Quinces need to be cooked with a little bit of sugar. In the past I have used pure white and deadly as well as local honey, but this year we have decided to use the sweetness of our grape juice to provide the fructose to bring out the luscious red colour of the cooked quinces.
I bring the quartered and peeled quinces to the boil and then switch them off. Because they are so fresh, they don’t need to be cooked for too long, otherwise they will go all mushy. While the quinces are coming up to the boil. I bring all the quince peelings and cores and pips up to boil for a few minutes, and simmer for a while. The skins and pips are full of pectin, so boiling them dissolves this pectin. I drain off the pectin liquor into a smaller sauce pan and continue to reduce tha pectin sauce further.
I place the quinces in a baking tray with a few cloves, a 5 star anise, a cinnamon stick and the zest and juice of a lemon. I cut the spent lemon in the baking tray as well and pour the hot grape juice over them and place them in the oven on low to cook a little more. As soon as the pectin liquor is reduced to half, I pour it over the baking quinces and bake them for another half hour. It reduces to a jelly-like, rich, red, fragrant syrup.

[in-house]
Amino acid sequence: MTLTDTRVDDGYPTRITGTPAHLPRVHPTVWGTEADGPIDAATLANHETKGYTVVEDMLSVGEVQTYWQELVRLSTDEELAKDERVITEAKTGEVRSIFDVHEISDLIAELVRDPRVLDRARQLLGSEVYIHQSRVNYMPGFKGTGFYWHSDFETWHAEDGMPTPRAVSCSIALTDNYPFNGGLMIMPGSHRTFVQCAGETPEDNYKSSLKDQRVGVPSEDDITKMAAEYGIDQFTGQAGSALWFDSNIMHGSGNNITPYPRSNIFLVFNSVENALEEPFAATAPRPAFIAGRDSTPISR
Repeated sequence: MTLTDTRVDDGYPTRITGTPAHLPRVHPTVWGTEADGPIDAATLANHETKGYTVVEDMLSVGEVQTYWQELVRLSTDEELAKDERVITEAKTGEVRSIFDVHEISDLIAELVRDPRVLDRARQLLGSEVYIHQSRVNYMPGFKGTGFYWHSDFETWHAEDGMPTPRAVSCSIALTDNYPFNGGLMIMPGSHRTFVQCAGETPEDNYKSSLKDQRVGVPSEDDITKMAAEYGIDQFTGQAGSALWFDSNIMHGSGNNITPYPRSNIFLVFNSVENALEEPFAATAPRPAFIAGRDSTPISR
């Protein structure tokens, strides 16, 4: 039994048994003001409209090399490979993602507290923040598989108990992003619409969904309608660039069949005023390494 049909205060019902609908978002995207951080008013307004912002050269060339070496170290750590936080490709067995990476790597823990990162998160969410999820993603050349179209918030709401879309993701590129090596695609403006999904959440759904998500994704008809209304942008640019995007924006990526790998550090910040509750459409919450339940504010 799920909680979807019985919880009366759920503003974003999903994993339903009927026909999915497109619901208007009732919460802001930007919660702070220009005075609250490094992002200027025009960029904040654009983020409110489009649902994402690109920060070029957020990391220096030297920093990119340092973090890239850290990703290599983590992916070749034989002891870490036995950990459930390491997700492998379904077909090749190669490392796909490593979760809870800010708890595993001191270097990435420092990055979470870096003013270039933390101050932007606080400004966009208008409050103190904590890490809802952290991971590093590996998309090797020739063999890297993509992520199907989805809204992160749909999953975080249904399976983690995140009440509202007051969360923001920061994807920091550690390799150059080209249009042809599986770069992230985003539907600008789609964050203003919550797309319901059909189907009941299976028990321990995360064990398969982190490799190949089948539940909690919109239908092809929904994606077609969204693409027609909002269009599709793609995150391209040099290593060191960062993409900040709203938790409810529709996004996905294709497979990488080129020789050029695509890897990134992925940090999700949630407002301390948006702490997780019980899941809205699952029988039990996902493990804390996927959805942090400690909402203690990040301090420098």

Perfect with a little cream or icecream, or both.
Yum. You don’t know what you are missing if you haven’t tasted something like this.
We may not have much cash flow, but by gosh we eat well. We just couldn’t afford to pay to eat this quality and range of gourmet foods if we were working for money.
Best wishes from Miss Penfold Grange and her Maximillion dollar value Schubert